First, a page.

Australians want but don’t buy electric vehicles (EVs). Surveys say they want them, but VFACTS statistics show they buy very few. Our governments, compared to others in the world, have done very little to encourage EVs. With all the mixed messages, it’s no wonder Australia is dawdling behind the rest.
Australians say they want EVs
Australia has the lowest uptake of EVs in the OECD. Yet, many surveys say Australians want to buy or would seriously consider buying EVs. Recent Roy Morgan research says:
- 51.6% would seriously consider buying a hybrid
- 36.2% are interested in EVs, the biggest shift of intention in 3 years
- 55.7% would consider hybrid or EVs.
Of course, interest and intentions are not the same as actual behaviour and, in this case, are highest for people with above average incomes.
A 2018 poll of 1,500 people showed fairly predictable results – most wanted the government to build charging networks, buy EV fleets and provide loans for electric vehicles. Most wanted the luxury car tax removed. These all shift responsibility towards the government, rather than potential EV buyers.
Meanwhile, buying an electric vehicle seems to go beyond an environmental concern. A recent UNSW study found this lagged behind other aspects of car purchase, such as price, registration cost and ease of recharging. Those most likely to buy an EV were female, middle aged, self-employed, or generally preferred more expensive cars anyway.
So while attitudes towards EVs are positive, buying them is another matter.
Australians do not buy elecric vehicles
Electric vehicles and hybrids are still the poor relations. Of 2.95 million light passenger vehicles at September 2018, only 1,700 are EVs and 28,000 are hybrids.
Meanwhile, 95% of EV sales come from only 10 countries and each one has strong policy support for them. China with 50% of world sales is followed by the US; the others are Japan, Canada, Norway, UK, France, Germany, Netherlands and Sweden.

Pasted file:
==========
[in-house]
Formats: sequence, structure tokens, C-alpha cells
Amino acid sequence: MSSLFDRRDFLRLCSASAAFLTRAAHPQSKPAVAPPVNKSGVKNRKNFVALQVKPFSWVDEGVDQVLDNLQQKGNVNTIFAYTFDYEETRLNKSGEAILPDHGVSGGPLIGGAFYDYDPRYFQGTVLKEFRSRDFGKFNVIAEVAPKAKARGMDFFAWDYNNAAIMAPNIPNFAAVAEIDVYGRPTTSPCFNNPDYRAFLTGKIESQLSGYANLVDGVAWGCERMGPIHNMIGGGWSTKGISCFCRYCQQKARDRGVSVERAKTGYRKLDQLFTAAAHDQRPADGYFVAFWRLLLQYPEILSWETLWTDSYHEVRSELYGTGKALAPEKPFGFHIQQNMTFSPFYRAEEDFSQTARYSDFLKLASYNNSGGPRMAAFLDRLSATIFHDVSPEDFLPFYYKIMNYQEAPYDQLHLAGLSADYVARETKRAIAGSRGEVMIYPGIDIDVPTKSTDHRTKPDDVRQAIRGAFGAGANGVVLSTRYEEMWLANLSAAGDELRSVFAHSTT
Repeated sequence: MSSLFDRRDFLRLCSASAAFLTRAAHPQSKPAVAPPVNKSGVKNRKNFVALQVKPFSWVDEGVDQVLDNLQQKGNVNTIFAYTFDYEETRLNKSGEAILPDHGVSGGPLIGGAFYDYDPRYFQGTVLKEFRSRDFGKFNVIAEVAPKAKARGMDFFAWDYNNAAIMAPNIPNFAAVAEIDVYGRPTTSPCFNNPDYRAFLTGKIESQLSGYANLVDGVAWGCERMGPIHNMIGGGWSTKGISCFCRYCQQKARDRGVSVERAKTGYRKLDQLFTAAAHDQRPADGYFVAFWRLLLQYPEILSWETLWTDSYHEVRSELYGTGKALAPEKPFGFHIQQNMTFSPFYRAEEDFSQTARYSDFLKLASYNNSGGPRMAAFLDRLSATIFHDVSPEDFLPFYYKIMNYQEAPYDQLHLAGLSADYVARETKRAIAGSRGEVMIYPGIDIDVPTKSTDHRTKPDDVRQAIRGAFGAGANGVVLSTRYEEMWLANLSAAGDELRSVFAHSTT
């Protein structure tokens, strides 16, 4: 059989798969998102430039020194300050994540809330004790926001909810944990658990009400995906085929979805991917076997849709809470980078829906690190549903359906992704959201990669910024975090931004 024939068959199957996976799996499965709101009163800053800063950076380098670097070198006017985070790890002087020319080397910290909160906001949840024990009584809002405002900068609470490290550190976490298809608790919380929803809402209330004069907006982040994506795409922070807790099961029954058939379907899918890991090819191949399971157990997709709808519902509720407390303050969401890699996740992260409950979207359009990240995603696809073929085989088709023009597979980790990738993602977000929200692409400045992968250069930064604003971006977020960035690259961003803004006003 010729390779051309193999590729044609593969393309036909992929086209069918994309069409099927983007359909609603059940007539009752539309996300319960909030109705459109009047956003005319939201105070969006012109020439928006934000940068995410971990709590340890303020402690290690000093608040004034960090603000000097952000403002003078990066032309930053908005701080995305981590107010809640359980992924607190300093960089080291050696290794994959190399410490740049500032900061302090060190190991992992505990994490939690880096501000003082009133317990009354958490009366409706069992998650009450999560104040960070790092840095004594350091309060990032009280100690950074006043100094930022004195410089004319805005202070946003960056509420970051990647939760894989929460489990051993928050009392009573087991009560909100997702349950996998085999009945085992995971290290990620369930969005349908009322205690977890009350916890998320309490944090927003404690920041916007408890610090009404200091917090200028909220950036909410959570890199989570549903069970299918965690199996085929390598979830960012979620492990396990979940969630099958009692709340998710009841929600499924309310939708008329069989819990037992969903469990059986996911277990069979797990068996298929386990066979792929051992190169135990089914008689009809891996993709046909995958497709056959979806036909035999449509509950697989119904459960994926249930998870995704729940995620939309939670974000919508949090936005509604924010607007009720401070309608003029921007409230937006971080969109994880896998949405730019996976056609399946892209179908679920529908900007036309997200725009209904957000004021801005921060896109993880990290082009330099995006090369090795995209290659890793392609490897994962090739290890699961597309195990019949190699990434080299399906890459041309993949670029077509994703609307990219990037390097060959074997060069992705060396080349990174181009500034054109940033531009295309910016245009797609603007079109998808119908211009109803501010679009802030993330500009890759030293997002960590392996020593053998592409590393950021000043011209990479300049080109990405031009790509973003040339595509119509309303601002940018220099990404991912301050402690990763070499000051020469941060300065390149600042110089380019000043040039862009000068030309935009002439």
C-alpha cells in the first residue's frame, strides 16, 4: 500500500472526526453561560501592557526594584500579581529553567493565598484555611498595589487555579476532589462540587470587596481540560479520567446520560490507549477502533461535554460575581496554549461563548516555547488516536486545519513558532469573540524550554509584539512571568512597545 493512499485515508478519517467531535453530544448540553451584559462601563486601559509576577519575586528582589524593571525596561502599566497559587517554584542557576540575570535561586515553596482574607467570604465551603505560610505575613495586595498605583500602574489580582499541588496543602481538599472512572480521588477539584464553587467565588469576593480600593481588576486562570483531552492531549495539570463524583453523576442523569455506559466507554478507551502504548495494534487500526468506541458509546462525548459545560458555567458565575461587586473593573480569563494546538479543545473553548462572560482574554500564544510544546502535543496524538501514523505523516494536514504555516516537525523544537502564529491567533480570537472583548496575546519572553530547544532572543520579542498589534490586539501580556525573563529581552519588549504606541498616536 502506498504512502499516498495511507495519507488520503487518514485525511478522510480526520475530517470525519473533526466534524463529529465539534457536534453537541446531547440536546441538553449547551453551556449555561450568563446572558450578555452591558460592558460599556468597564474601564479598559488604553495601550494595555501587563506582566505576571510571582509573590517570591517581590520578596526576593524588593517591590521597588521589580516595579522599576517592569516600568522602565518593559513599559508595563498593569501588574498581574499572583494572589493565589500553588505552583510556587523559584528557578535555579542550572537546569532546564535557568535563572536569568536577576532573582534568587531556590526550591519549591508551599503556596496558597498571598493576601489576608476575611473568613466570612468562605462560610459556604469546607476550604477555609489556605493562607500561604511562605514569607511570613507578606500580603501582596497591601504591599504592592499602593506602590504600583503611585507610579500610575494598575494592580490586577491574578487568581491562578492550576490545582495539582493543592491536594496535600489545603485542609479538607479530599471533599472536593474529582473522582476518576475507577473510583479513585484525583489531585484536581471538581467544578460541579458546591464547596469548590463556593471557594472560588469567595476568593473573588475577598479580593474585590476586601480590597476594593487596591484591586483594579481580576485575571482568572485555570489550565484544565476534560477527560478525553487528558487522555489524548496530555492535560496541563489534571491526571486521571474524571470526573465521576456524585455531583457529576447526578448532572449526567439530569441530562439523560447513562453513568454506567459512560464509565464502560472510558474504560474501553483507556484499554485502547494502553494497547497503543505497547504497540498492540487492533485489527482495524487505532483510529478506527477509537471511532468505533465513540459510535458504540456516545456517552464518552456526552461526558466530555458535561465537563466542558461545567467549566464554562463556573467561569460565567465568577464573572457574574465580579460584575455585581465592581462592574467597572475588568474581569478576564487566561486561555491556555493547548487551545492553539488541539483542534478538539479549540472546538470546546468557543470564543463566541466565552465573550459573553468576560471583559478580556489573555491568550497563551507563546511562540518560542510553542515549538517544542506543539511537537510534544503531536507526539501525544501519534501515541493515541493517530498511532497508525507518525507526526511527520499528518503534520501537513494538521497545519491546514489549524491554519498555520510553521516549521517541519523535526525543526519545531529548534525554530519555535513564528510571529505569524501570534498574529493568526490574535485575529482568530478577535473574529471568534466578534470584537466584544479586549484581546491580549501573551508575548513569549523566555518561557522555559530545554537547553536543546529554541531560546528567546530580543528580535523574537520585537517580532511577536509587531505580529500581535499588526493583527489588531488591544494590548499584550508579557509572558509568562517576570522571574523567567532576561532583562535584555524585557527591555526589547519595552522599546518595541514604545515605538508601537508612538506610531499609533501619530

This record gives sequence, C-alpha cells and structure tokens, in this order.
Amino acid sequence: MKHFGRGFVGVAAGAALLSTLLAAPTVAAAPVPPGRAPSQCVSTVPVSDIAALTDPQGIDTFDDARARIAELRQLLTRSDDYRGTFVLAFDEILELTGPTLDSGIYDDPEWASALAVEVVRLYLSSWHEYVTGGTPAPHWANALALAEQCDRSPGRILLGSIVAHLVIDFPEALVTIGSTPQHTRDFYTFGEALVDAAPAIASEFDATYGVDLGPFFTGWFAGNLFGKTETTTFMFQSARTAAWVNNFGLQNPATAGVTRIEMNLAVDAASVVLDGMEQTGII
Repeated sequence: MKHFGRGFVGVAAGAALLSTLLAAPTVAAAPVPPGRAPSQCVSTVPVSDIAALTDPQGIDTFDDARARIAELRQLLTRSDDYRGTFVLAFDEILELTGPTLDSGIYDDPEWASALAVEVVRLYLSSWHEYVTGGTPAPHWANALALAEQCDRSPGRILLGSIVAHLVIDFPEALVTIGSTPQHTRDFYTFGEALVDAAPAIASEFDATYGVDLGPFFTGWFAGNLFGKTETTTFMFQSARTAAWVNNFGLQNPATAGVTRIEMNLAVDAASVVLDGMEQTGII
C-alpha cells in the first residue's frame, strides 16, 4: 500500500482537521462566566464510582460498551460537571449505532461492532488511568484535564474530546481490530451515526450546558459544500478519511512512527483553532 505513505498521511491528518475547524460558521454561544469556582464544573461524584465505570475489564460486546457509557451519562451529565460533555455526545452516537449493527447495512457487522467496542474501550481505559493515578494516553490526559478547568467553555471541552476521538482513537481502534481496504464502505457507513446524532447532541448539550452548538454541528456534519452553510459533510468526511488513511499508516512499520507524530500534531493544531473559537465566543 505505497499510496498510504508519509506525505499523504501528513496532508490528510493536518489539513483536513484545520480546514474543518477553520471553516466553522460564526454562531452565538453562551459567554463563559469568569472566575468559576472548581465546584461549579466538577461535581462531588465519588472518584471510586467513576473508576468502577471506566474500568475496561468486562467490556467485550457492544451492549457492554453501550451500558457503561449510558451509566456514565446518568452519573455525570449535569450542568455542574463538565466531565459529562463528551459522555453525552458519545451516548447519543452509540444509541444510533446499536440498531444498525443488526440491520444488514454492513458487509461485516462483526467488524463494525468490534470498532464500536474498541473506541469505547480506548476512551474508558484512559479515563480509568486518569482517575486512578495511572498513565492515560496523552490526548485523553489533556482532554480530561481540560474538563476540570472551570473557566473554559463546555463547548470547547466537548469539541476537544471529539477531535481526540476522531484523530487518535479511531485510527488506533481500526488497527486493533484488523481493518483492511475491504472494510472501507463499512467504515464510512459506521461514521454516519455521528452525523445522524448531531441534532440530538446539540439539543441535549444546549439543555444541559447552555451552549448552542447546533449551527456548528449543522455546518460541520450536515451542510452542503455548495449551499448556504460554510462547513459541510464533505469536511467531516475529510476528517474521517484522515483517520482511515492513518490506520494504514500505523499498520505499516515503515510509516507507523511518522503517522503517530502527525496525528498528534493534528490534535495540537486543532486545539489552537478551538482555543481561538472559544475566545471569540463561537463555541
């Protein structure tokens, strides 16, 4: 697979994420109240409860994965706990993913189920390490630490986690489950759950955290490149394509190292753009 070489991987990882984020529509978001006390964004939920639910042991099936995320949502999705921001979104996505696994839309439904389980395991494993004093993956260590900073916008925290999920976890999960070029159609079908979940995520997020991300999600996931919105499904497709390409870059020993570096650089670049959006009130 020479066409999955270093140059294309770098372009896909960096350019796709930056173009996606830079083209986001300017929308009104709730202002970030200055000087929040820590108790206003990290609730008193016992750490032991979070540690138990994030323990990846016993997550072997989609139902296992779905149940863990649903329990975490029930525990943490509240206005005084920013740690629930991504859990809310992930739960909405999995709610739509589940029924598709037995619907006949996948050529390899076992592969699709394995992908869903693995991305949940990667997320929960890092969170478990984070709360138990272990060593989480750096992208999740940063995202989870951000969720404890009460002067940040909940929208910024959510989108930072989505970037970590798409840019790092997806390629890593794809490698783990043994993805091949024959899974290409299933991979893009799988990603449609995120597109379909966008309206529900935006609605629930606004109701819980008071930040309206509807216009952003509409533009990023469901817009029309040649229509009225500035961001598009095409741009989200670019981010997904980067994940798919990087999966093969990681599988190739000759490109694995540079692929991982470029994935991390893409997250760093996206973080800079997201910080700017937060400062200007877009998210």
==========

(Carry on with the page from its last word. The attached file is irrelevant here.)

When researchers ask people why they do not buy EVs, they usually say: high purchase price, inadequate driving range and uncertainty where to recharge.
Mixed messages from governments
Meanwhile, there are few government incentives in Australia, compared to other countries.
Mixed messages from federal and state governments suggest they are not quite sure what they want.
- Only 10 EVs in the Australian government passenger fleet of 5,735 vehicles
- Concern that a further 1 million EVs would create 2% more demand from the grid
- EV owners do not pay any fuel tax (a road funding “black hole”)
- Emissions rules may jeopardise consumer freedom of choice.
The one-page National Strategy for Electric Vehicles says EVs must be “sensibly managed” but goes no further. The NSW Electric and Hybrid Vehicle Plan, part of Future Transport 2056, fails to mention incentives, except to use off-peak electricity for charging.
What would it take to buy EVs?
Experts recognise government incentives are crucial to encouraging EV purchase. Here is a comparison of current incentives for EVs in Norway (the EV capital), NSW and ACT:
|Incentives for EVs||Norway||NSW||ACT|
|Direct vehicle subsidy||Yes||Lower rate loans||Lower rate loans|
|Stamp duty and GST/VAT||Exempt plus others pay high stamp duty||Lower vehicle tax||20% off rego, no stamp duty|
|Recharge sites||Free||–||Incentives to build|
|Government fleet policy||Yes||Trials||Yes|
|Information and education||Yes||Yes||Yes|
|EV public transport||Already running||Trials||Trials|
Once purchased, EV owners could save $2,326 each year in maintenance and running costs. EVs cost only 3 cents per kilometre to run, a third of a fuelled vehicle. But most vehicle buyers are put off before they get the chance to enjoy daily savings.
Slow demand in Australia could deter EV manufacturers from investing in our market and reduce the number of EV models. This in turn makes electric vehicles more expensive and less attractive to Australian buyers.